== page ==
Colourful Houses

Will solar panels affect your move?

2010 was a good year for homeowners wanting to go “off grid”, as the government launched its Feed-in Tariffs (FIT) scheme, which guaranteed an income to those producing their own electricity. Since then, there’ve been over 780,000 domestic installations – mostly of solar photovoltaic panels which capture the sun’s energy and convert it to electricity.

The scheme also had the effect of attracting numerous companies keen to offer to install the panels in return for the FIT payments. This ‘free’ installation seemed a good offer for the homeowner given the expense of the panels, but it effectively means they are leasing them, rather than owning them outright, and this could impact the ability to buy, sell or remortgage the property.

What are the options?

If the solar panels are owned outright by the property owner this won't affect a lending decision if you’re looking to sell, although it might impact the property valuation (positively or negatively). It's where the panels are leased (ie. by transferring the FIT payments to the installer) where things might get more onerous. In this scenario the panels remain the property of the panel provider and the terms of the lease would continue to apply to a new buyer.

In a bid to help the solar panel market, mortgage lenders and homeowners finding themselves in this situation, the Council of Mortgage Lenders (CML) and Building Societies Association (BSA) published joint guidance. Providing the installation conforms to these requirements it is possible to get a mortgage on a property with leased solar panels, albeit different lenders might have different terms. There may also be a buyout option with the solar panel provider, but the bill could run into tens of thousands of pounds and therefore may not be worth the investment if you’re planning on moving anytime soon.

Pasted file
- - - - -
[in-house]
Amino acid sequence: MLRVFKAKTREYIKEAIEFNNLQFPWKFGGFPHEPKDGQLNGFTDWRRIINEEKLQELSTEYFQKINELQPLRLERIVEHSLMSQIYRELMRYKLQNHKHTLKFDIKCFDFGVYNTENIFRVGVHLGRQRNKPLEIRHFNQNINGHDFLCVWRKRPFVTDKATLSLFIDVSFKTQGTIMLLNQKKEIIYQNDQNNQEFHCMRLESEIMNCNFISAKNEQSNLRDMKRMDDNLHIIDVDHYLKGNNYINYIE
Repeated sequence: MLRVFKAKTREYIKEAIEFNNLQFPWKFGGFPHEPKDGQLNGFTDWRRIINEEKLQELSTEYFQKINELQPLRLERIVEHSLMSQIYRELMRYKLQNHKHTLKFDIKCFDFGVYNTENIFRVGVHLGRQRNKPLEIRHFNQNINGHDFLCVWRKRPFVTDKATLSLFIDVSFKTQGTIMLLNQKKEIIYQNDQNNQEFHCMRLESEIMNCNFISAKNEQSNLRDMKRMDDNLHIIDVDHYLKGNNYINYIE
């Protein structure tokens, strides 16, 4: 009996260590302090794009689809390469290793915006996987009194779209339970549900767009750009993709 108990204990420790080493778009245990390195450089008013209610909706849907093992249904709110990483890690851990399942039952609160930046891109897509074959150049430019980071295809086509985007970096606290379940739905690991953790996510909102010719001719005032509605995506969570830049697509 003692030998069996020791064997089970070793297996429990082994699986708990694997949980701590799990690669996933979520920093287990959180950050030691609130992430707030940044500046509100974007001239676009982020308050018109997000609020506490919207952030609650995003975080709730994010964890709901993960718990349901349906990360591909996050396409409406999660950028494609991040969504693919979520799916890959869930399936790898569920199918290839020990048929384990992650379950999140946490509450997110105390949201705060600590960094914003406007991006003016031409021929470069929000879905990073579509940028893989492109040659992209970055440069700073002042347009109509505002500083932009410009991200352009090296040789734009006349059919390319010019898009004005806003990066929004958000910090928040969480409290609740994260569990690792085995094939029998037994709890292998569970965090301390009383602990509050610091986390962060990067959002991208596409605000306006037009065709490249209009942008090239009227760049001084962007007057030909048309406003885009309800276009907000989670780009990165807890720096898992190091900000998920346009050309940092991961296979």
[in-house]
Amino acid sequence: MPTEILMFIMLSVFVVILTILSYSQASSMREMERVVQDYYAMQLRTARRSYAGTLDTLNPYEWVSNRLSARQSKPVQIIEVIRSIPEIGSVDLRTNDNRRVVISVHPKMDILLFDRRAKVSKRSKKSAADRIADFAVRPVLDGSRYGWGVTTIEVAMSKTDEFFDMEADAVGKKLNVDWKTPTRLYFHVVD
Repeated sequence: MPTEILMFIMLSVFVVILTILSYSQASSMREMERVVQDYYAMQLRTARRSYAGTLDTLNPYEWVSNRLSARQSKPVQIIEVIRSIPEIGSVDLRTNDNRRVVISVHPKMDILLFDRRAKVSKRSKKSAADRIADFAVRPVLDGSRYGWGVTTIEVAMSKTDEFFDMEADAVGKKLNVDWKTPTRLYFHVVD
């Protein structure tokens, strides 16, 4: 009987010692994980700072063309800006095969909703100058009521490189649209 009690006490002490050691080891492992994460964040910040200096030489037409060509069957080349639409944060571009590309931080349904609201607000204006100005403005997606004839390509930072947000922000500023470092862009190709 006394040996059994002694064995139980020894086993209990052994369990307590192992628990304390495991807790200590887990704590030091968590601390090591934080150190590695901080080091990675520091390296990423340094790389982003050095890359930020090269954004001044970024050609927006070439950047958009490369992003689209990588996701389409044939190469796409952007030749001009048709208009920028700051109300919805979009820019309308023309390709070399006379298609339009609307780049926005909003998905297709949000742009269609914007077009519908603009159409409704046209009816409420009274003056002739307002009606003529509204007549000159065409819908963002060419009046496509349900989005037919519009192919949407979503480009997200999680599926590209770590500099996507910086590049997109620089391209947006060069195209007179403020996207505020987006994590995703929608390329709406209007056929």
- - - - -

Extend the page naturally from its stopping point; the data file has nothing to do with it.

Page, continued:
Looking to add solar panels?

The government has announced that the FIT Scheme could end in March 2019 so if you are considering taking advantage you need to do so now and make sure you take the following considerations into account:

  • find an installer certified with the Microgeneration Certification Scheme
  • check the installer warranty to see what it covers
  • check with your home insurer to find out whether any panel damage is covered and if you need to increase the sum insured for your property
  • think long and hard about any potential pitfalls to your future mortgage plans.

If you are looking to buy, sell or remortgage your home, please get in contact to discuss your mortgage needs.

Your home may be repossessed if you do not keep up repayments on your mortgage.
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